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United States Department of Agriculture

Agricultural Research Service

Research Project: BIOLOGICAL, MICROCLIMATE, AND TRANSPORT PROCESSES AFFECTING PEST CONTROL APPLICATION TECHNOLOGY

Location: Application Technology Research Unit

Title: Air velocity distributions inside tree canopies from a variable-rate air-assisted sprayer

Authors
item Gu, Jiabing -
item Zhu, Heping
item Ding, W -

Submitted to: Symposium Proceedings
Publication Type: Proceedings
Publication Acceptance Date: August 10, 2013
Publication Date: August 20, 2013
Citation: Gu, J., Zhu, H., Ding, W. 2013. Air velocity distributions inside tree canopies from a variable-rate air-assisted sprayer. In: Proceedings of the American Society of Agricultural and Biological Engineers Annual Meeting, July 21-24, 2013, Kansas City, Missouri. ASABE Paper No. 131594711. http://dx.doi.org/10.13031/aim.20131594711.

Technical Abstract: A variable-rate, air assisted, five-port sprayer had been in development to achieve variable discharge rates of both liquid and air. To verify the variable air rate capability by changing the fan inlet diameter of the sprayer, air jet velocities impeded by plant canopies were measured at various locations inside canopies of three different tree sizes and foliage densities. Tree heights were 1.65, 2.35 and 3.0 m, and leaf area indexes were 13.4, 2.5, and 1.5, respectively. Air jet velocities were adjusted by changing the sprayer fan inlet diameters and measured with a constant temperature anemometer coupled with hot-wire sensors. Peak air velocity and airflow pressure decreased as the foliage density and canopy depth increased. For the 0.34 m fan inlet diameter, airflow pressure ratio of front portion to back portion of the canopies was 2.45, 1.43 and 1.64 for Tsuga canadensis, Ficus benjamina and Acer rubrum, respectively. Similarly, the front to back peak air velocity ratio was 8.55, 1.59, and 1.89 times for T. canadensis, F. benjamina and A. rubrum, respectively. Variations were significant for peak air velocities and airflow pressures among the three different tree volumes and foliage densities. Increased fan inlet diameters from 0.13 to 0.34 m, increased average airflow pressure from 2.84 to 4.01, 3.88 to 5.82 kg/m2, and 2.46 to 3.75 kg/m2 inside canopies of T. canadensis, F. benjamina and A. rubrum , respectively. Therefore, alterations of fan inlet diameters for the five-port air assisted sprayer achieved variable air flow rates for different canopy sizes and foliage densities.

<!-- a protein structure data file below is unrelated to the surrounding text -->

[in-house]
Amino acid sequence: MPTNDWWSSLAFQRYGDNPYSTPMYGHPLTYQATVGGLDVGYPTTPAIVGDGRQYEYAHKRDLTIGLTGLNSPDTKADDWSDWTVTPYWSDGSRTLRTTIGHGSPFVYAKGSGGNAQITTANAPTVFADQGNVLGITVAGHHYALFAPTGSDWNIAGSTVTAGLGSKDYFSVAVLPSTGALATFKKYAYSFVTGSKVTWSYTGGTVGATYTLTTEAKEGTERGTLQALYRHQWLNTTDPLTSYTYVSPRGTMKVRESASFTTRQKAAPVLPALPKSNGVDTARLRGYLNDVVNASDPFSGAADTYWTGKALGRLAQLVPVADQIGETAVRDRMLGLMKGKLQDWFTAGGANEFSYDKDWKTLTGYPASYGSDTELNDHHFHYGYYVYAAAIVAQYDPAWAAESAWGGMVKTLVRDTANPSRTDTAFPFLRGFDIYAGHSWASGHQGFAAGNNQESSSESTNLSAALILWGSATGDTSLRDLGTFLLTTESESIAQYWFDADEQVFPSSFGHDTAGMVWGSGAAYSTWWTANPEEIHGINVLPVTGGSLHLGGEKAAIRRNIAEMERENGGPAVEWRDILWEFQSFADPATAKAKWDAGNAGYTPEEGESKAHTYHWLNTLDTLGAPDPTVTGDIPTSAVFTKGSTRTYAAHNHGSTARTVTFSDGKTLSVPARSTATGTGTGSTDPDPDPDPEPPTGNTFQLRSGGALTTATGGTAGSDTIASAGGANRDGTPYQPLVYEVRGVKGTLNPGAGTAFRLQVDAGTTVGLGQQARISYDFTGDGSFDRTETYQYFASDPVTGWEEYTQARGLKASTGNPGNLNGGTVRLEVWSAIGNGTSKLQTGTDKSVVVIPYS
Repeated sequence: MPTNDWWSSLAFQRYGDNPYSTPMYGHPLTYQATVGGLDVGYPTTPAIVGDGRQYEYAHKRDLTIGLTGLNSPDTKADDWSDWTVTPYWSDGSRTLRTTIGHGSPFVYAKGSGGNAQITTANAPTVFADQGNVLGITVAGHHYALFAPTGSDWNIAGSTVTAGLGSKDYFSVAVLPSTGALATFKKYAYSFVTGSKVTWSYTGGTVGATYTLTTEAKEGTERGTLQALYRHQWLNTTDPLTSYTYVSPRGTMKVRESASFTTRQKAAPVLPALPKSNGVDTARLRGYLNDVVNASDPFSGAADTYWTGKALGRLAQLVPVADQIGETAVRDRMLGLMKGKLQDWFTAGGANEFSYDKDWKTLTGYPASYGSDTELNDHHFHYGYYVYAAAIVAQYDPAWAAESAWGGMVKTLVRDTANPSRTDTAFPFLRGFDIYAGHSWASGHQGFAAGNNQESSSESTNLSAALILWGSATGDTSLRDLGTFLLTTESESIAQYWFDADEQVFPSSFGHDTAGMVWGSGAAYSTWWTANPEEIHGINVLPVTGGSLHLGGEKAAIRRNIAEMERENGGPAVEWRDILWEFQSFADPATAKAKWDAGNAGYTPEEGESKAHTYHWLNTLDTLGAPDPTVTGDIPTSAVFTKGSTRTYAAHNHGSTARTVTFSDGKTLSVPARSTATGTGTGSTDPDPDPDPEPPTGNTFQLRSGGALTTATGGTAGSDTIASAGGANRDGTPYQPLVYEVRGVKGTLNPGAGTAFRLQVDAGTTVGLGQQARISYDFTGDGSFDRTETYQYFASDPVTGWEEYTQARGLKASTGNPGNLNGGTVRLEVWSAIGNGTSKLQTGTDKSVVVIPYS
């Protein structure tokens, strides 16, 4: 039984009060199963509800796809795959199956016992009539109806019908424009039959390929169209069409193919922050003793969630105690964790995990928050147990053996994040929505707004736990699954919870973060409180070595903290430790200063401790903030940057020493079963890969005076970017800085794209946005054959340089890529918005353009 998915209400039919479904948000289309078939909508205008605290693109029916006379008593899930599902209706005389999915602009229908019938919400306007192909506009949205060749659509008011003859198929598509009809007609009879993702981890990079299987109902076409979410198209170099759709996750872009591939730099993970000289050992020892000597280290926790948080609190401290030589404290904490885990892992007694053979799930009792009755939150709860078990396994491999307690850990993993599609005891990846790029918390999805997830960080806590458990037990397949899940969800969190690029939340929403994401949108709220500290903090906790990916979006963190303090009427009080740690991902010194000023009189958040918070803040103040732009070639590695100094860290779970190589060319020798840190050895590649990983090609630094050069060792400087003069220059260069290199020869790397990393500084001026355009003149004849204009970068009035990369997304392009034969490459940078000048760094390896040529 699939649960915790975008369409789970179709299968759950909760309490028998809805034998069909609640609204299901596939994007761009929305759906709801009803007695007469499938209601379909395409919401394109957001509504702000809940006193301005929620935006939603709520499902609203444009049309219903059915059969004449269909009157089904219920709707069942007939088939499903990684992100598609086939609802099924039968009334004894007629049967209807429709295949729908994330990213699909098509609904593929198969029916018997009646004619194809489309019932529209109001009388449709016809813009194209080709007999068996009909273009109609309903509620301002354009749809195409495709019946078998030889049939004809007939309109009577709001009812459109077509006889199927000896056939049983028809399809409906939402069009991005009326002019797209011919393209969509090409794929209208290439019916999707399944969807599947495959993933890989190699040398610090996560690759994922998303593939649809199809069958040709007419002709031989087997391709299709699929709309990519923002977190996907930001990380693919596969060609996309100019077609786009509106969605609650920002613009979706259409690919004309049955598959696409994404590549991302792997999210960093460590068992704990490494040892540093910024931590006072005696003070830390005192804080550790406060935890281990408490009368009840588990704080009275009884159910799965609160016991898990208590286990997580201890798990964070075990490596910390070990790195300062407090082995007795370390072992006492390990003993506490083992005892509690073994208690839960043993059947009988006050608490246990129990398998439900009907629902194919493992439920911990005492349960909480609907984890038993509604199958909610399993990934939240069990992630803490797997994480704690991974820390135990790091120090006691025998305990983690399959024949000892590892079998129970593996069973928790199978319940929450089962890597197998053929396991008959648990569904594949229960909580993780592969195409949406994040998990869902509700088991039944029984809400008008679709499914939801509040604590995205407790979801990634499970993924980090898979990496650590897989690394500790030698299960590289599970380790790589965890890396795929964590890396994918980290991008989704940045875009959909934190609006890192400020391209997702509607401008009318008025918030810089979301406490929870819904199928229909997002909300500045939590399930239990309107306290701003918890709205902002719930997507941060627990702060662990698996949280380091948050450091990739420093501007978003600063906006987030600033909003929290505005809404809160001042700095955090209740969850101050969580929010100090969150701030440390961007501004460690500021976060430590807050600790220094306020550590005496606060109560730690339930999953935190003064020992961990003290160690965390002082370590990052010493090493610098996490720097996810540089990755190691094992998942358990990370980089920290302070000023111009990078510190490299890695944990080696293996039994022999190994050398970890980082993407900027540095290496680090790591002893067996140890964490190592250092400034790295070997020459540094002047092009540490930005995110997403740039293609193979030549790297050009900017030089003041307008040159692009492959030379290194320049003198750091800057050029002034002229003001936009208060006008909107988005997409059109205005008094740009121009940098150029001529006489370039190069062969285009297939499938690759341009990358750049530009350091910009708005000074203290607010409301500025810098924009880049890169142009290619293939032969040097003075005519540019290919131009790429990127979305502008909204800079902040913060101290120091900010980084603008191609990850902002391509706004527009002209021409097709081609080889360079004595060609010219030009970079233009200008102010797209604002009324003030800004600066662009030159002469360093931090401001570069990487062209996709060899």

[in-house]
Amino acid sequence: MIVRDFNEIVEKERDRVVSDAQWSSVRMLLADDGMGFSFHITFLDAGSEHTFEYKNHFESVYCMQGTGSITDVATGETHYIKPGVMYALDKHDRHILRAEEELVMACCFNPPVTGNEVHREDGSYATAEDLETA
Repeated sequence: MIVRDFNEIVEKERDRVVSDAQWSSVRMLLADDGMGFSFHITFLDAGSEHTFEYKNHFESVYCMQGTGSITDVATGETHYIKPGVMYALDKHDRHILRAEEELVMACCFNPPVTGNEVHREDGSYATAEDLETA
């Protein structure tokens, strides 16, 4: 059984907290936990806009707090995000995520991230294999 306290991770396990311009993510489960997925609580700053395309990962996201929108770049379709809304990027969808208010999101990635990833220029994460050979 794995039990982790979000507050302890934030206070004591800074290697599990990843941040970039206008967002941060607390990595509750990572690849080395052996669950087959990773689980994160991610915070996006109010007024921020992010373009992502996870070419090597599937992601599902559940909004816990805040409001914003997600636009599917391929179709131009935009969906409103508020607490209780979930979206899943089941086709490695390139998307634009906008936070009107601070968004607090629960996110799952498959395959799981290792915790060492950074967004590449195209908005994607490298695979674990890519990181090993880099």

Last Modified: 9/1/2014
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